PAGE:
Having an abortion is a momentous decision. And a growing number of states are expressing concern for women who are contemplating that choice.
. . . . .
But while states give such solicitous attention to women planning to have an abortion, they ignore the needs of women planning to give birth. Bringing a child into the world is also a life-changing decision. Too many women have to make that choice without similar protections. It is time to demand equality and tell our legislatures to enact the Defense of Motherhood Act.
. . . . .
Physicians would have to inform pregnant women about the risks of childbirth and motherhood. They would have to note that childbirth, compared with abortion, is roughly 14 times more likely to result in maternal death and is more often associated with depression and other forms of mental illness. They would also have to emphasize that working women in the United States can expect to see their wages drop 9 to 16 percent for each child and that having a child makes it significantly less likely that an unmarried woman will ever marry. Continue reading
Howdy, friends: today’s post is a transparent cry for help! I’m teaching historiography again to our incoming graduate students. (“Historiography” is the obscurantist term we use for a course that’s meant to be something like “introduction to historical practice.” I think we should just change the name to the latter term and stop intimidating our graduate students.) I’ve organized the course around an exploration of various scandals or ethical controversies in the practice of history recently, and I need your advice before I submit my book orders for the fall semester.
First, I’d like your suggestions for a memoir or reflexive book by a historian. In the fall of 2011, the last time I taught the course, I used Richard White’s Remembering Ahanagran: A History of Stories (1998; 2003), a book about White’s attempts to research the stories his mother told about her family and girlhood in Ireland. It was very good, but almost too subtle for my purposes. We also read the following week Debra Gray White’s Telling Histories: Black Women Historians in the Ivory Tower (2008), which I will keep on the syllabus this time around because I found it incredibly effective and moving series of essays written from the margins rather than the center of the profession. Continue reading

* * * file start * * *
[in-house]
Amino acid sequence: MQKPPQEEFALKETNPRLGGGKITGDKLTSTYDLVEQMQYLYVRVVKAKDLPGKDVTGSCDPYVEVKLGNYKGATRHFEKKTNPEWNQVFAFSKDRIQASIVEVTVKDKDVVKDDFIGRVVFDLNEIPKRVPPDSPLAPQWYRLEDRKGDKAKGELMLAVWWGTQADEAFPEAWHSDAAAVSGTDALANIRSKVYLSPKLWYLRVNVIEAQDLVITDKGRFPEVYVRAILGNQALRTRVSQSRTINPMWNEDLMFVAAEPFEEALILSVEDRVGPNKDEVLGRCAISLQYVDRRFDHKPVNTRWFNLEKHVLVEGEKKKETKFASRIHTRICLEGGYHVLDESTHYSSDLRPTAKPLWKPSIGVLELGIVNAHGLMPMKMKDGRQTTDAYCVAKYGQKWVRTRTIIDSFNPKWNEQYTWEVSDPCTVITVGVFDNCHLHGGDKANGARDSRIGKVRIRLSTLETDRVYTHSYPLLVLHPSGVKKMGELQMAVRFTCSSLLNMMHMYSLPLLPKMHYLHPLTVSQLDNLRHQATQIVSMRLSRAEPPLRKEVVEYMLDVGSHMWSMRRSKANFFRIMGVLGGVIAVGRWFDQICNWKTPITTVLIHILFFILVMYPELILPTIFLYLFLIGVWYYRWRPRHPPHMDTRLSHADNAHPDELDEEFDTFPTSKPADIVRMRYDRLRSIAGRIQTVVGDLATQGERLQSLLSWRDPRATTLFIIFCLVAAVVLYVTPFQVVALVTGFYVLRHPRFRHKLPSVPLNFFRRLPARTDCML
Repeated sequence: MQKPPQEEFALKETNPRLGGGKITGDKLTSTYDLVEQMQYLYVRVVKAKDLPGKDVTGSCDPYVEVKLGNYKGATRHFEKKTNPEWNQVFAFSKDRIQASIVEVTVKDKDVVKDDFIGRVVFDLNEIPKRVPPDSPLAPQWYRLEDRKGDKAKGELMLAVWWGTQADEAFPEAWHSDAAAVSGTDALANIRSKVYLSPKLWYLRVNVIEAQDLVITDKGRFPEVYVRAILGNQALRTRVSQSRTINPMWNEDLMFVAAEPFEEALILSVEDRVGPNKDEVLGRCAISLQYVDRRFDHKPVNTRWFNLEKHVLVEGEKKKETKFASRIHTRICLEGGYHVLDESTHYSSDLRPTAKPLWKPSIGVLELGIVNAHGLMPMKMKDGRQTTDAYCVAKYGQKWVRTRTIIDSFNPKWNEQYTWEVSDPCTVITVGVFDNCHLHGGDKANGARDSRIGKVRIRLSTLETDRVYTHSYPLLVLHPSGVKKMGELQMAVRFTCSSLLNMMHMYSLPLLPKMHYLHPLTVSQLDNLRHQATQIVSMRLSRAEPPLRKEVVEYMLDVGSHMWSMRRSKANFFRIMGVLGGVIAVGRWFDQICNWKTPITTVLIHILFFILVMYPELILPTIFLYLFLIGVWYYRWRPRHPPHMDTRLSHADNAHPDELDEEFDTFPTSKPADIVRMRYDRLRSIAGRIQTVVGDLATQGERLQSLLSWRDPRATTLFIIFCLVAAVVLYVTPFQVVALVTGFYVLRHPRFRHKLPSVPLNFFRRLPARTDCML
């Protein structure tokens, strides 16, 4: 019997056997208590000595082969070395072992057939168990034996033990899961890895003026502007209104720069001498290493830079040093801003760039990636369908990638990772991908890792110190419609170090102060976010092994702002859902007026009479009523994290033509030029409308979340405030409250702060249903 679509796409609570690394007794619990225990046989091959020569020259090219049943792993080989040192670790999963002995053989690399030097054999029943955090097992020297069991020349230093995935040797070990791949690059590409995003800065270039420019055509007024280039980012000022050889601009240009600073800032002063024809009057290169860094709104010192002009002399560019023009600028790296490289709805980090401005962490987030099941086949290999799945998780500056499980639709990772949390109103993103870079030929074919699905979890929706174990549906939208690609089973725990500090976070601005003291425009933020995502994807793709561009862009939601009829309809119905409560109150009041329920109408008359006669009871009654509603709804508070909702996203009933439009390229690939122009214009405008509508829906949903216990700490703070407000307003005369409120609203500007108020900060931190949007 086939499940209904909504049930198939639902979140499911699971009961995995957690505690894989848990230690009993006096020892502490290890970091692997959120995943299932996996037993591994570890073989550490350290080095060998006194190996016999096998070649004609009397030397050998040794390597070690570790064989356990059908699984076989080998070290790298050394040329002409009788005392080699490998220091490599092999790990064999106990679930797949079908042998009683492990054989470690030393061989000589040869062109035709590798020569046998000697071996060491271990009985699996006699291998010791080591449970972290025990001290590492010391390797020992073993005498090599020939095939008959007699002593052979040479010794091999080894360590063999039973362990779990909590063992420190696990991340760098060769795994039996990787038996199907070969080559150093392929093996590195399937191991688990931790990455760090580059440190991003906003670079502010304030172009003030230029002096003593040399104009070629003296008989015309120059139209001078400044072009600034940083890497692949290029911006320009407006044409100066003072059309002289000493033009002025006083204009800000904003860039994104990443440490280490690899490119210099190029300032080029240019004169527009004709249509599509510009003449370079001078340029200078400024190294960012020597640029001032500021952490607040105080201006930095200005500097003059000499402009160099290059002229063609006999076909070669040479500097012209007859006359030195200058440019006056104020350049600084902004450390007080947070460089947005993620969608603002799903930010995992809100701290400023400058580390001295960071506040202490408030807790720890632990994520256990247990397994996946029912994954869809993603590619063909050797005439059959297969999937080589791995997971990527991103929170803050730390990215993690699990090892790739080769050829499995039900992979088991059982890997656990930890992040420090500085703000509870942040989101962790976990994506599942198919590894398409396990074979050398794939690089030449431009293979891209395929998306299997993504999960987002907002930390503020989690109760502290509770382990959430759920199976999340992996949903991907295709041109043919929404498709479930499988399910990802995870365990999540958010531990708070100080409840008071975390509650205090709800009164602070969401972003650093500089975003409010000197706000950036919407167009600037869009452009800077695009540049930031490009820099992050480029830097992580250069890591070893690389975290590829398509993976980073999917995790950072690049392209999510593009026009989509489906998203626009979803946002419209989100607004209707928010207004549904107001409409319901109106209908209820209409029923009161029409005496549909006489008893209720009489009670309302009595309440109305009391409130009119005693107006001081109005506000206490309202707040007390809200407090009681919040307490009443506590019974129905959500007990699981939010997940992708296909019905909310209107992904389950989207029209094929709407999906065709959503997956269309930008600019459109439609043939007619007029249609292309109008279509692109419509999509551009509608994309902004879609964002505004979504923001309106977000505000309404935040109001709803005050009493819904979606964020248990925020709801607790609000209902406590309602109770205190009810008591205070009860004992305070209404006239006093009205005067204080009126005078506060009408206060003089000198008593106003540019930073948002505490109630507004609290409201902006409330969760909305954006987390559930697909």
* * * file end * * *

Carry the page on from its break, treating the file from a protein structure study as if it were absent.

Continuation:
Daniel Luzer on Jeffrey J. Selingo’s College (Un)bound: The Future of Higher Education and What it Means for Students, in a review entitled “Revolution for Thee, Not Me:”
[I]f we’re expanding access to college through alternative, technology-based systems, is this really expanding access to college or providing a different experience entirely? Perhaps the biggest flaw of this book is that while Selingo offers a very good take on what declining state funding and innovative technology could mean for both colleges and students, he fails to consider what this “revolution” in higher education might mean for American society as a whole.
“The college of the future will certainly be different than the one of today,” he explains, “but robots will not replace professors in the classroom anytime soon. Harvard will remain Harvard.” He estimates that 500 or so of America’s 4,000 colleges have large enough endowments to remain unchanged by this revolution. But isn’t that a problem? If Princeton and Williams will be unaffected by these trends, what’s really going on here?
It seems that the future won’t unbind higher education for everyone—just for the working and middle classes. That’s because rich people will always be able to afford traditional colleges. Continue reading
For a comment on a paper that I’m giving this afternoon, I needed to check a quotation from The Journal of John Winthrop, 1630-1649 (1996), edited by Richard Dunn, James Savage, and Laetitia Yeandle, the most recent and authoritative edition of Winthrop’s journals. I should have done this at home, as I own this 799 page doorstop of a book, but luckily I found that the relevant passage was available via Google books. Yay! Mission accomplished. Thanks, internets!
But wait: there are two online reviews of Winthrop’s journal, which I thought was pretty interesting as he’s been dead since 1649. “Imi” wrote, “Thank God we only have to read a small part of it for a lecture, because even those couple of pages were really boring. Continue reading